Service Industry Woes

In the state of Texas a Licensed Massage Therapist is required to take 6 hours of approved continuing education classes a year to renew their license. The purpose of this requirement I presume is to ensure that therapists not only continue to expand their knowledge base but also stay up to date on their current knowledge and skills. In general this policy tends to work out pretty well.

It means that even if a therapist is not currently working in their field, they still have to take classes directly related to massage therapy in order to maintain their licenses. Unfortunately like most government regulations there are always unintended consequences.

Some employers for example have turned their own required training classes into CEU classes (continuing education units). This is not necessarily a bad thing. It can actually be a cheap and efficient way to get both specific job training and your required CEU's at the same time. I know of a chair massage business that does just that. They however require the class only for those who haven't already taken a chair massage training class, and it is a condition of initial employment.

My current employer (whom I have been with for approximately 6 months) seems to have managed to maximize the negative consequences of this law. At the corporate level they recently decided to require all of their therapists to take a 6-hour class on customer service. The catch is that we not only do not get paid for our time, but are required to pay them for it (or more specifically one of their own therapists who is teaching the class).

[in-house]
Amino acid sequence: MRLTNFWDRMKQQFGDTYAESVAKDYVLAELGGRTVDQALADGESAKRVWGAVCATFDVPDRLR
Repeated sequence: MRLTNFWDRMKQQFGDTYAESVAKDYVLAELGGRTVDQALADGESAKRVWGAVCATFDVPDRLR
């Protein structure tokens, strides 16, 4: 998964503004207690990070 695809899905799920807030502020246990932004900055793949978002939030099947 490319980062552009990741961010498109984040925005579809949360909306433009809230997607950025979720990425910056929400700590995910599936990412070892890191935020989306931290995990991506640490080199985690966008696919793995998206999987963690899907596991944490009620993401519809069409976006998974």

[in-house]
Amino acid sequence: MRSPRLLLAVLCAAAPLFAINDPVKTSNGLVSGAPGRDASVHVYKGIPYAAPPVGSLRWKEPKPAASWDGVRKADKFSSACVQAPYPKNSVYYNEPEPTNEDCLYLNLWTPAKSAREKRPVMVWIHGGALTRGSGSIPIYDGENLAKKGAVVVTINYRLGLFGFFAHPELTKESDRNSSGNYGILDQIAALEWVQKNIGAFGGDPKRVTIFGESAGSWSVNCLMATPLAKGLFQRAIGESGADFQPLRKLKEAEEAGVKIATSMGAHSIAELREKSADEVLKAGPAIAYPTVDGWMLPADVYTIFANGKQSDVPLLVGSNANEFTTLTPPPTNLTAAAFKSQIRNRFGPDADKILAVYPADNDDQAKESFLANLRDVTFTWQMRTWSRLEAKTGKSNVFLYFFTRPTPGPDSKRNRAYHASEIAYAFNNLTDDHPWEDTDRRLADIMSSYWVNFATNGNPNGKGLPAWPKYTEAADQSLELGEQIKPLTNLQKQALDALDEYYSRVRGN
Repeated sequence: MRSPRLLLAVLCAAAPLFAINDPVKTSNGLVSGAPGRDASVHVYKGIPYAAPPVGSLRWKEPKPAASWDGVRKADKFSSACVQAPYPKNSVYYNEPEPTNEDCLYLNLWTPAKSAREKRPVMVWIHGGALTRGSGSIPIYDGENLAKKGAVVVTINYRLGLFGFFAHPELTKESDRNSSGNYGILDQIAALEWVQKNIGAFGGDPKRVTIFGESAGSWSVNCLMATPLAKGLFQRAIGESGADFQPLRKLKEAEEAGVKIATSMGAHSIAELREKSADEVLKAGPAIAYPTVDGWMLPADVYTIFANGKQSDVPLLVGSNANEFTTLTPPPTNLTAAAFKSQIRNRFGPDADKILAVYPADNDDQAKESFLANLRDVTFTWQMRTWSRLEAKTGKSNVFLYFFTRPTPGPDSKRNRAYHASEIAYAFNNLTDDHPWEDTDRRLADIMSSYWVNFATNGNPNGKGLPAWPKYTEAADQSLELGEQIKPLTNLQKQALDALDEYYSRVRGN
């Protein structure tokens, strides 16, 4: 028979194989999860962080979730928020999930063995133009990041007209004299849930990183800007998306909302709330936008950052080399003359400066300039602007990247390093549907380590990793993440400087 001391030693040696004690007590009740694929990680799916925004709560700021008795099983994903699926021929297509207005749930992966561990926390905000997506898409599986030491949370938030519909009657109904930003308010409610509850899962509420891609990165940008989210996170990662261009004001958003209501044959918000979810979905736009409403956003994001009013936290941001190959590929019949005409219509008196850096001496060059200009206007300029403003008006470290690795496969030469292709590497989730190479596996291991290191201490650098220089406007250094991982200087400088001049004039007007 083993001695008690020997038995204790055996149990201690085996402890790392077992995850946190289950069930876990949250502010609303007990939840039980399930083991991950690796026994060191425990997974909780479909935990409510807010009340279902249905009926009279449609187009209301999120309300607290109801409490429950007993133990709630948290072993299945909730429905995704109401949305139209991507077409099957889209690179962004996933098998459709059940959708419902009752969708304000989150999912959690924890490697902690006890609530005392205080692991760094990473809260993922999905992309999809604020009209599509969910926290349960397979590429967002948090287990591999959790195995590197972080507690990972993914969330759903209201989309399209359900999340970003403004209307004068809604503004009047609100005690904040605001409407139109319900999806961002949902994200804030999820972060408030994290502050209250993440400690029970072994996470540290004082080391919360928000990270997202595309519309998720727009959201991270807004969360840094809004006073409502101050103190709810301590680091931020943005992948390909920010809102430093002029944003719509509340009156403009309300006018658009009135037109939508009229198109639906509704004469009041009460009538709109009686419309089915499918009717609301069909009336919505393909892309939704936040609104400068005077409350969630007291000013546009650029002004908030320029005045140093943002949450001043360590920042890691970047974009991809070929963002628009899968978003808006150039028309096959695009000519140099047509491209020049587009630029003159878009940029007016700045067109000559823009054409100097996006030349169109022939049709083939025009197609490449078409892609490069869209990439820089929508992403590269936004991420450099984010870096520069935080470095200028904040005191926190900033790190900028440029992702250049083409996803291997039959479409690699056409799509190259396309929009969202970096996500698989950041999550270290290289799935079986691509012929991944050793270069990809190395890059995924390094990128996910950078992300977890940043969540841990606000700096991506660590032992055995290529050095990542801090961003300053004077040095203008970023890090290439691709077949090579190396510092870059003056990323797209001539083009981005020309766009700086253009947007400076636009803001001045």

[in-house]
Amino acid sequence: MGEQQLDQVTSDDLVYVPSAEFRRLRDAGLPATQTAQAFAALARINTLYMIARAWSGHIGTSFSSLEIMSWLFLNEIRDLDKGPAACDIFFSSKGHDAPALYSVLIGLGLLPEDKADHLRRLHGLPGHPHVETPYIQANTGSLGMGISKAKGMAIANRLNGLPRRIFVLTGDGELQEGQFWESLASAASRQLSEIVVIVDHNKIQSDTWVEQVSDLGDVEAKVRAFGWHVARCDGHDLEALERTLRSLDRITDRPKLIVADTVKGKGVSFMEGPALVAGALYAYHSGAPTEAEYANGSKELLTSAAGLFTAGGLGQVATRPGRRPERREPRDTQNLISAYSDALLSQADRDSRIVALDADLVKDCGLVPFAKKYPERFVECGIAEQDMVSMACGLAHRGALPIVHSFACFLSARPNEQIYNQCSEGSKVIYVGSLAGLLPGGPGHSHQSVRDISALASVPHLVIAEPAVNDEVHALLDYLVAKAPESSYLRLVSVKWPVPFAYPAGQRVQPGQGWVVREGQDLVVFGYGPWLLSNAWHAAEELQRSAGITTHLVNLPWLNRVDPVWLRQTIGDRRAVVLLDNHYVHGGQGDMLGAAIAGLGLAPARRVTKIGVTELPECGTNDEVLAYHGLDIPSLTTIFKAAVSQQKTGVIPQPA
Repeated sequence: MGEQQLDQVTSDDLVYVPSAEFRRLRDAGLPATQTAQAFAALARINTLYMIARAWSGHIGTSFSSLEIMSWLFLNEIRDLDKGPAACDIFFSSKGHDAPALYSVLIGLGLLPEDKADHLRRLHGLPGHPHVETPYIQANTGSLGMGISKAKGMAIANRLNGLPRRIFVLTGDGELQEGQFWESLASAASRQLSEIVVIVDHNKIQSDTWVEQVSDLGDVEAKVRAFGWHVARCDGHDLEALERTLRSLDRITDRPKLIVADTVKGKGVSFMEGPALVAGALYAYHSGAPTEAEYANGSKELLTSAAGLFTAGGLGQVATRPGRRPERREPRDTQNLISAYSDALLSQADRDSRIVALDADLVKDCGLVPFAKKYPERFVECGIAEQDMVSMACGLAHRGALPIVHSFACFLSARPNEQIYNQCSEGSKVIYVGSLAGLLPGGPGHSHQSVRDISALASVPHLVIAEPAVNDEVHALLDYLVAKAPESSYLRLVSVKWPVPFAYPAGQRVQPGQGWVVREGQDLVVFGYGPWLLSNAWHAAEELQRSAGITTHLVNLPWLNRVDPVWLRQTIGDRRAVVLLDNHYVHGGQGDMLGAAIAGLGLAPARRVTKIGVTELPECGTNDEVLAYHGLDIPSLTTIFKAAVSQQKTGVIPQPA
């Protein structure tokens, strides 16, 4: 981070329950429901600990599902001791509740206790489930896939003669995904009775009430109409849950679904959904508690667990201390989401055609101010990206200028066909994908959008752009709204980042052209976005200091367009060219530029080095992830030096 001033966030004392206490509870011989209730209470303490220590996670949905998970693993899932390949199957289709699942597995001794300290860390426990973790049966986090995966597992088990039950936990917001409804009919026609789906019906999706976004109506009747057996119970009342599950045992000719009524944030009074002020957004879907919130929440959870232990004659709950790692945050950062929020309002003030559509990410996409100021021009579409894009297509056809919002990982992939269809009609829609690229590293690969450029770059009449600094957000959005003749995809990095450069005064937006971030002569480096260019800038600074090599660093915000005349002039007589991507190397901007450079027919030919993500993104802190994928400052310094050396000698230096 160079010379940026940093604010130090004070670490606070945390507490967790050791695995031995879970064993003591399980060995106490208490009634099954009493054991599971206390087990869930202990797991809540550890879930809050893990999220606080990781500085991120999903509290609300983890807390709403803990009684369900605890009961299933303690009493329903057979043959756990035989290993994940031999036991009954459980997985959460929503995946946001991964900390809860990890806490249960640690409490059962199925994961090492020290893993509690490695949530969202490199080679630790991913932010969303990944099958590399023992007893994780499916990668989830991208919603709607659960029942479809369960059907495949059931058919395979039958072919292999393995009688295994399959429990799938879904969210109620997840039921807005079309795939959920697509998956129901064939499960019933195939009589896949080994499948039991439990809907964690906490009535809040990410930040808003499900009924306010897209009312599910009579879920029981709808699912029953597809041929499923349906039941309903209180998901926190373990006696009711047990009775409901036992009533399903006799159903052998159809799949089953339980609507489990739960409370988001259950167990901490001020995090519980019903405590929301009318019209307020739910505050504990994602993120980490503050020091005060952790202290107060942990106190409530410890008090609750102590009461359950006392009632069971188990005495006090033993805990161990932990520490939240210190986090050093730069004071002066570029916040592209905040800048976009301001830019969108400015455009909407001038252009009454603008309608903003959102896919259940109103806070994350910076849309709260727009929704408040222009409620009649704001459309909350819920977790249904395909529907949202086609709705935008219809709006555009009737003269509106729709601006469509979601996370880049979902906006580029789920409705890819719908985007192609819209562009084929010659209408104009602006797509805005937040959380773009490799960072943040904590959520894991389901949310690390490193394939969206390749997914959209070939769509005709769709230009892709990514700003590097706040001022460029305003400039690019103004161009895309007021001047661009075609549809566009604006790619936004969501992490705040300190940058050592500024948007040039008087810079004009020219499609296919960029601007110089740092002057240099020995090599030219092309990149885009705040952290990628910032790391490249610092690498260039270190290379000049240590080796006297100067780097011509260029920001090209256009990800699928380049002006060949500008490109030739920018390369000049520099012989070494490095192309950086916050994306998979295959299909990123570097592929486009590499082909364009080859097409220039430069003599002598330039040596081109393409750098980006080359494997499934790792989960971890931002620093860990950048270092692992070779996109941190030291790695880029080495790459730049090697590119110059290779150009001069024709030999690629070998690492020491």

They achieved this by having the class approved to count as 6 CEU's, and thus the argument goes that its not really unpaid training, it is cheap CEU's. Unfortunately most of the therapists I work with including myself have already filled our required continuing education for the next two years. Thus the cheap CEU's are not only useless they are for a class that does not seem to be offering any real benefit in exchange for our time and money. (Needless to say I have already begun the search for a better employer).

Still, it seems odd to me that I was readily able to get paid training when I was 15 and working my very first job at McDonald's, but now that I have skills that required training I paid for myself, I have an employer that won't even pay me for the time it takes them to tell me what kind of customer service they expect in their own facility.

But before I waggle my finger at state licensing for its potential negative impact on employee benefits in my industry I have to admit that it is my own profession,( i.e. professional massage therapy organizations) that lobby for strict licensing requirements the strongest. This is due in no small part to the widespread belief that only state licensing and regulation can prove the legitimacy of the profession to the general public, and also set it apart from organizations and individuals that use "massage" as a code word for prostitution.

While legalizing prostitution might make such code words unneccesary it would not keep actual prostitutes from advertising massage as one of the services they offer. Thus it seems the battle is a far older one than it appears, and without any simple solutions.

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